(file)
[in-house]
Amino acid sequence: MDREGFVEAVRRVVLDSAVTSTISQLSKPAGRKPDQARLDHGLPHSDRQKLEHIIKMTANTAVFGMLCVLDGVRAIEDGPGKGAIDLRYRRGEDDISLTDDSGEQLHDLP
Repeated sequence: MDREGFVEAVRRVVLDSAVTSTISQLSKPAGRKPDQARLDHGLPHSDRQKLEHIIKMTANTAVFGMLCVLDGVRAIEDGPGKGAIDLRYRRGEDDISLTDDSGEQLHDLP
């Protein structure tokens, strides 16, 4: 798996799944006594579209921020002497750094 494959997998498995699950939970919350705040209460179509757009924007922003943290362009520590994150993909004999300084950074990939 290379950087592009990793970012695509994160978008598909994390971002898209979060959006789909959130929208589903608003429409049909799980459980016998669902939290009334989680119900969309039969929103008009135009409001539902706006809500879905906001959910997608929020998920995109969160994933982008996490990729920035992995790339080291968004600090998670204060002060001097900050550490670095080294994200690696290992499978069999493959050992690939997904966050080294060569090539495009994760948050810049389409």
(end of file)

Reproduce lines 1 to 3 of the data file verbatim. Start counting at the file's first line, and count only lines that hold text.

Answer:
[in-house]
Amino acid sequence: MDREGFVEAVRRVVLDSAVTSTISQLSKPAGRKPDQARLDHGLPHSDRQKLEHIIKMTANTAVFGMLCVLDGVRAIEDGPGKGAIDLRYRRGEDDISLTDDSGEQLHDLP
Repeated sequence: MDREGFVEAVRRVVLDSAVTSTISQLSKPAGRKPDQARLDHGLPHSDRQKLEHIIKMTANTAVFGMLCVLDGVRAIEDGPGKGAIDLRYRRGEDDISLTDDSGEQLHDLP